It was the first time the golfing All Blacks, who scored a satisfying win over rugby rivals South Africa in the morning, had appeared on a Sunday on the Old Course in this competition. Steve Stricker, in a similar situation, enjoyed the day more. The 29-year-old American played his first competitive round at St Andrews on Thursday and was undefeated in his five matches. In yesterday afternoon's final, he took on Grant Waite, also a winner of all his previous four matches, and won by six shots.
Stricker did not drop a shot in his 67. "Steve winning all five matches was incredible," the US player Mark O'Meara said. "I was glad to have two truly quality players with me. It's a great win for us and the States."
O'Meara, himself, was the one point that got away. Frank Nobilo birdied the ninth, 10th and 11th and his 69 was three shots fewer than O'Meara could manage. That left the middle match, between Phil Mickelson and Greg Turner, as the decisive encounter, and it was close until the 16th. The American used the contours of the green to steer his ball in to four feet while Turner went long. His par putt lipped out and the American was three ahead, as he was at the finish.
The day did not start so well for Mickelson. The left-hander lost his morning match as America beat Sweden in the semi-finals, and he got into something of a verbal exchange with his opponent, Jarmo Sandelin, at the 12th. The Swede had a birdie at the hole, but Mickelson took three putts to fall four behind.
Sandelin later revealed that Mickelson then said that "you should show me some respect and don't behave like that". Sandelin added: "I said, 'What's the problem?' He said this is a friendly game and I said, 'I know it is a friendly game but I want to win.' Mickelson then said, 'You have been playing shitty in the States.'
"I know I have been playing badly there and that's true," Sandelin said. "But just because he's in the top 10 in the Sony rankings doesn't mean he can say things like that. I can't understand why he said them. I just showed I was pleased when I holed putts. We shook hands at the end. I think I was over-reacting."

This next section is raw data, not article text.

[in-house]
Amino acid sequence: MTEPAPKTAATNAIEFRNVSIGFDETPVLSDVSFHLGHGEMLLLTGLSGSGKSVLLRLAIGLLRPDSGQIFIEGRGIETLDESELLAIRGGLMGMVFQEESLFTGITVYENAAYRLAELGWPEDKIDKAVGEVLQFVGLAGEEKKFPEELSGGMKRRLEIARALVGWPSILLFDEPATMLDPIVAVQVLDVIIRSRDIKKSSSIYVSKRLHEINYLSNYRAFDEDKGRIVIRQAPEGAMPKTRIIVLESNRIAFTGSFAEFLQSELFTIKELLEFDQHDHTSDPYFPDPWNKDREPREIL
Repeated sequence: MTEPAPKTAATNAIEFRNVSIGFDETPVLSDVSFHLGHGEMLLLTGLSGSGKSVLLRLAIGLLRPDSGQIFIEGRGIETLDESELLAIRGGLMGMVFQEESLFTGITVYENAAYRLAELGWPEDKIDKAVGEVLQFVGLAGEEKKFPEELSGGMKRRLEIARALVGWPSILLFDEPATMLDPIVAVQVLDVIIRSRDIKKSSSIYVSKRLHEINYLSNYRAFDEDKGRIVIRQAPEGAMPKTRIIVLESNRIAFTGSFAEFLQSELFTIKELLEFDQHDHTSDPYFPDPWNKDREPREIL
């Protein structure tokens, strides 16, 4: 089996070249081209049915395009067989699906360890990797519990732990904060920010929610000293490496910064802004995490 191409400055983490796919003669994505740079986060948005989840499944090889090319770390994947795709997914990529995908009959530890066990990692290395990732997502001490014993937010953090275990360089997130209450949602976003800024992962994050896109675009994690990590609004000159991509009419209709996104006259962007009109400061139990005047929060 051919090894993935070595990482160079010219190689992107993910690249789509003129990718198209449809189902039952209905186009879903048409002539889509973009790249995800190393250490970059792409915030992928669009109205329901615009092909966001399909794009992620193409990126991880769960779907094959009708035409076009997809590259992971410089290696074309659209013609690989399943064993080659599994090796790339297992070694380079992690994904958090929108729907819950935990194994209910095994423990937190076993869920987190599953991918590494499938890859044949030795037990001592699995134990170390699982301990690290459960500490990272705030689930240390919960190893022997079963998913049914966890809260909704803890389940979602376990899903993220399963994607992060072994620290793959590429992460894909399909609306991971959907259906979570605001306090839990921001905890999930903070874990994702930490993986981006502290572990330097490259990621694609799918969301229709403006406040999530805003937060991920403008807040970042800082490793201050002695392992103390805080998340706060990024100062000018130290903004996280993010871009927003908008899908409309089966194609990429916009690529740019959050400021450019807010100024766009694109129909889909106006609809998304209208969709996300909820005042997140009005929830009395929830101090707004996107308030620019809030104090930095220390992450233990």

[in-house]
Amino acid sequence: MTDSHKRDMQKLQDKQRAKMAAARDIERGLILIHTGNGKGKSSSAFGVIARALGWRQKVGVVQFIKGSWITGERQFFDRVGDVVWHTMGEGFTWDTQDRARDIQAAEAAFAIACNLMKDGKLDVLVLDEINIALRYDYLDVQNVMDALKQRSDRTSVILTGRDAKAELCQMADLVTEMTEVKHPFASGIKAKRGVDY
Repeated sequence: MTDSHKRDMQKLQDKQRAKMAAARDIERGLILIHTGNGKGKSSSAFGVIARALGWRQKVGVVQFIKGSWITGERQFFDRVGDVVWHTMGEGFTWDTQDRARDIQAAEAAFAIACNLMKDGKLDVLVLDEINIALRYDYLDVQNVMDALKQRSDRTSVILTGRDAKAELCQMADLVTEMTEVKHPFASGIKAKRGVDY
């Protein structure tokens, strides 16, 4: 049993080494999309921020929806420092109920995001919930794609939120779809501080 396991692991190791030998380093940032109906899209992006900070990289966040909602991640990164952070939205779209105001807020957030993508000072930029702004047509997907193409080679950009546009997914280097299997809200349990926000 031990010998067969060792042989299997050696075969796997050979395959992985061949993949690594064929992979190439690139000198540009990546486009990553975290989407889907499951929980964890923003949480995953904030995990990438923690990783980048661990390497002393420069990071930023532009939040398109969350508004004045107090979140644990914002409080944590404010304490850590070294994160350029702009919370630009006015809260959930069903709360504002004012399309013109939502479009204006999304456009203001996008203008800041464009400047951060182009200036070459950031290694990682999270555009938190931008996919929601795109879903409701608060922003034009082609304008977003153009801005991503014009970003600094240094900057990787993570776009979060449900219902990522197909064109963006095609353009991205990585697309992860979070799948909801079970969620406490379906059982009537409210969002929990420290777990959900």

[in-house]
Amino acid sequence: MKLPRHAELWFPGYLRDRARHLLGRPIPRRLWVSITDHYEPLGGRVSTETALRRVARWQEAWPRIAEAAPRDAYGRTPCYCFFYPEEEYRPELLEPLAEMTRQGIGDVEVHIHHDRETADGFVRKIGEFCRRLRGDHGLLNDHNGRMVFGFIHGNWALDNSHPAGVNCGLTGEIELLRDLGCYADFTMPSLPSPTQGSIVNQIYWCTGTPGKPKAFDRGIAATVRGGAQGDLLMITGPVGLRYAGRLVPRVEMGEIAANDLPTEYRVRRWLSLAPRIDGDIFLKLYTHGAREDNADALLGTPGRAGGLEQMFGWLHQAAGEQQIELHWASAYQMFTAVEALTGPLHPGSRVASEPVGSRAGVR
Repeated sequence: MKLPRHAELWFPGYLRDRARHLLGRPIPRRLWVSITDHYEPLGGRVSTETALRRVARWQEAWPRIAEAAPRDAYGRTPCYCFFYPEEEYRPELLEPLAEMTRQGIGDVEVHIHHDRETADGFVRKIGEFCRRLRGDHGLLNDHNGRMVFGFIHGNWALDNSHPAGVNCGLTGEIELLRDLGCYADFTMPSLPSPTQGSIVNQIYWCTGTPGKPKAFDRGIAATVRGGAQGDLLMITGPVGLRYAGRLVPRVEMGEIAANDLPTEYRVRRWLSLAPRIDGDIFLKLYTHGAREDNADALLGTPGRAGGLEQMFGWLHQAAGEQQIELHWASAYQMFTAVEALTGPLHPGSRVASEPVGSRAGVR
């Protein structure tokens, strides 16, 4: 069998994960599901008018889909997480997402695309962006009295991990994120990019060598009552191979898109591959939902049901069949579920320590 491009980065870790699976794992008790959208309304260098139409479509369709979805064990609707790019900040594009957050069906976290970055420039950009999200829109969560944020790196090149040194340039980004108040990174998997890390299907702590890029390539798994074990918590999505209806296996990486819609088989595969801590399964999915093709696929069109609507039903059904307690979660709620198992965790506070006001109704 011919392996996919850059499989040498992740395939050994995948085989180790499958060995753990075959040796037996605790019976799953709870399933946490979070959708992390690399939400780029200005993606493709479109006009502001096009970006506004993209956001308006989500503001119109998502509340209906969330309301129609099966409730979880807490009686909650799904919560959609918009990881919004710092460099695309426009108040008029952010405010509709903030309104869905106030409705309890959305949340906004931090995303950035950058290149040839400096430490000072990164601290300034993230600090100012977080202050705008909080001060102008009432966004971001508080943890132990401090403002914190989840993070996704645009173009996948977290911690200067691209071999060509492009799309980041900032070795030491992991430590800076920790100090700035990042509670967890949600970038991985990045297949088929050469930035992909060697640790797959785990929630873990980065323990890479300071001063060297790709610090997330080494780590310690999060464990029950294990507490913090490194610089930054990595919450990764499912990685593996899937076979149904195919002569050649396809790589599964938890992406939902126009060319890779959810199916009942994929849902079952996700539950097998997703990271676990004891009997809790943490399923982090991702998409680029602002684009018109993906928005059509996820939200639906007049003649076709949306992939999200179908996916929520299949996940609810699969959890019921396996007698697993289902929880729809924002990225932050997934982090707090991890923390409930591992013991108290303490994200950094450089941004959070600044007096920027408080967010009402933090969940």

Mickelson commented: "I don't want to comment directly on what happened. The Alfred Dunhill Cup and the Ryder Cup and the President's Cup promote the game of golf and sportsmanship. I felt the match could have been handled with more sportsmanship."
Waite was the hero for New Zealand in the morning as he beat South Africa's Wayne Westner at the third extra hole in the decisive match of their semi- final. The second hole was halved in birdies, where Westner had driven the green and Waite pitched to three feet. They then returned to the 17th, where Waite again pitched superbly, this time to a foot, for the crucial blow.
In the afternoon, he continued the sequence when he pitched in at the fourth with a nine-iron from 155 yards for an eagle two against Stricker, but it did him no good in the end. "The way we have played this week, we can't be too disappointed," Nobilo, the Kiwi captain, said. "It has been a great week for New Zealand golf and we can feel proud of ourselves."
Despite concern over the conditions that October at St Andrews can throw up, yesterday was fine enough for a good gallery to turn up despite the lack of home interest, and it was announced that the tournament will remain at the Old Course for at least another three years.
ALFRED DUNHILL CUP (St Andrews): Semi-finals: United States 2 Sweden 1 (M O'Meara 68 bt P Hedblom 74, S Stricker 70 bt P Sjoland 73, P Mickelson 71 lost to J Sandelin 68). South Africa 1 New Zealand 2 (W Westner 74 lost to G Waite 74 at 21st, R Goosen 72 lost to G Turner 71, E Els 69 bt F Nobilo 72).
Final: United States 2 New Zealand 1 (M O'Meara 72 lost to F Nobilo 69, P Mickelson 69 bt G Turner 72, S Stricker 67 bt G Waite 73). (US win pounds 100,000 each; NZ win pounds 50,000 each. Sweden and South Africa win pounds 31,666 each.)Reuse content